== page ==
The gap between the maternal death rates in the American and UK medical system (on the order of 12 times) is a shocking indicator of the depraved indifference of politicians and others in the provision of medical care to American women. In the U.S., many poor women's first pre-natal contact with a physician occurs during labor. Hopefully, when Obamacare is fully implemented this imbalance should largely be overcome.

If the Watchtower Society is wrong, and the other 1,500 Christian groups in the U.S. are correct, then there is no prohibition of blood transfusions mentioned in the biblical text. The Bible verses quoted by the WTS actually seem to relate only to diet and eating. Large numbers of women may well be dying needlessly.

On the other hand, if the Watchtower Society is right, then these women are exchanging perhaps five decades of life on Earth in exchange for assurance that they will not be annihilated when they die. That is a great bargain, since most Christians believe that the afterlife is forever.

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A 1998 case in California:

An unusual court case involving a Witness and a blood transfusion occurred in Pomona, CA. Keith Cook, a drunken driver, had rammed his pickup truck into a stationary car, pushing it into a 55 year old woman, Jadine Russell who was standing by the side of the road. Being a Jehovah's Witness, she refused a blood transfusion, and later died in hospital. Cook was found not guilty on his original murder charge, but was convicted of manslaughter. Prosecutors said Cook was responsible for the death because he caused the injuries. His lawyers argued that the immediate cause of Russell's death was her refusal of a blood transfusion.7

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A 2002 case in Alberta, Canada which led to shunning:

In 2002-FEB, A 51 year old Jehovah's Witness father was faced with the news that his daughter was dying from acute myeloid leukemia -- an illness that is invariably fatal if not aggressively treated. He had to select one of two gut-wrenching alternatives -- both unacceptable:

  • To violate his religious training and authorize a series of blood transfusions for his daughter. This would give her a 40 to 50% chance of surviving, or

  • To stay true to his denomination's beliefs, refuse the transfusions, and almost certainly result in his daughter dying.

His name has been kept confidential in order to protect his daughter. He and the rest of his family lives in Alberta, Canada. However, the same events could have happened to any Jehovah's Witness family anywhere in the world.

To go against the teachings of his faith is not an easy decision for a Jehovah's Witness. Most of the parents friends, and all of the daughter's friends are Witnesses. They are now required to shun the father. He said:

"I was under tremendous pressure. Because, I knew that if I went against what the church taught, that I would be excommunicated and no Jehovah's witness would ever speak to me again, including my own family... When I made the decision with a clear conscience, I went into my daughter's hospital room. My whole family was there, and I told them about my decision, saying: 'No matter what happens with this case, I still love you, each and every one of you.' And their reply, each of them was: 'We hate you and we'll never speak to you again.'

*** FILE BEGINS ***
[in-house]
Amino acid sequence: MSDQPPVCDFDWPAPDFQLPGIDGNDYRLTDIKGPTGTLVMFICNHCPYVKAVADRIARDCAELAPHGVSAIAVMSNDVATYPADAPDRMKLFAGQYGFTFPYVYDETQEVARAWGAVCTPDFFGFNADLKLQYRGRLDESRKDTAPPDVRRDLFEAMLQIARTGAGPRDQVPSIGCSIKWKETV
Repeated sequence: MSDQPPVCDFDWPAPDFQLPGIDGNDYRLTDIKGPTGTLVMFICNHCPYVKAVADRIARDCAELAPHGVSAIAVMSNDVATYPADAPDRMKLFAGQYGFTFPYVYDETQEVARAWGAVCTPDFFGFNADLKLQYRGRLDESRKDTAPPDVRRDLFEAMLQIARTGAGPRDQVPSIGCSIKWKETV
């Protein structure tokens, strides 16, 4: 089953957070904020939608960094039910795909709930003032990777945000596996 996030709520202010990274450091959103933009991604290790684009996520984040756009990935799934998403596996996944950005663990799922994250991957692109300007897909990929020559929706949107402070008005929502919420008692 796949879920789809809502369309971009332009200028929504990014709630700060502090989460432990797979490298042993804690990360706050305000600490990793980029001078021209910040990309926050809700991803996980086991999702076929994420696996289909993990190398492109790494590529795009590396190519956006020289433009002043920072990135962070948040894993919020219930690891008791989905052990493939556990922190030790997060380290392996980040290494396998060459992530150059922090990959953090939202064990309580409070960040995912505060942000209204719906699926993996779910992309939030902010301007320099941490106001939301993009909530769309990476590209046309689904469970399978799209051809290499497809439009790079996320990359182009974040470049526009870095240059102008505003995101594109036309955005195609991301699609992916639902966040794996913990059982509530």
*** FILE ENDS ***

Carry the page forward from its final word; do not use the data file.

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This topic continues in the next essay

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References used:

The following information sources were used to prepare and update the above essay. The hyperlinks are not necessarily still active today.

  1. Book review in JAMA (The Journal of the American Medical Association), 1997-FEB-5 Vol. 277, No.5, page 425
  2. Awake! magazine for 1994-MAY-22, Page 2. The issue's cover showed photographs of 26 Jehovah's Witness children who refused a blood transfusion and subsequently died.
  3. Michael Smith, "Jehovah's Witness Bleeds To Death After Giving Birth", The Daily Telegraph (London, UK), 1993-FEB-5. See:
  4. Charnicia E. Huggins, "Childbirth Death Risk High in Jehovah's Witnesses," Reuters, at: Based on a report in American Journal of Obstetrics and Gynecology 2001;185:893-895.
  5. M Khadra, "A criterion audit of women's awareness of blood transfusion in pregnancy," 1Women & Children's Division, North Staffordshire Maternity Unit, Newcastle Road, Stoke on Trent, Staffs, ST4 6QG, UK, at: This is a PDF file. You may require software to read it. Software can be obtained free from: 
  6. Marvin Shilmer, "Deaths Due To Blood Refusal,", 2007-JAN-08, at:
  7. "Bethany Hughes: Dad given OK to sue over death," Calgary Sun, 2006-FEB-27.


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Home > Christianity > Denominations Witnesses > Blood transfusions > here

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Copyright 1996 to 2014 by Ontario Consultants on Religious Tolerance
Initial version written on: 1996-SEP-29

Last updated on: 2014-JAN-10
Author: B.A. Robinson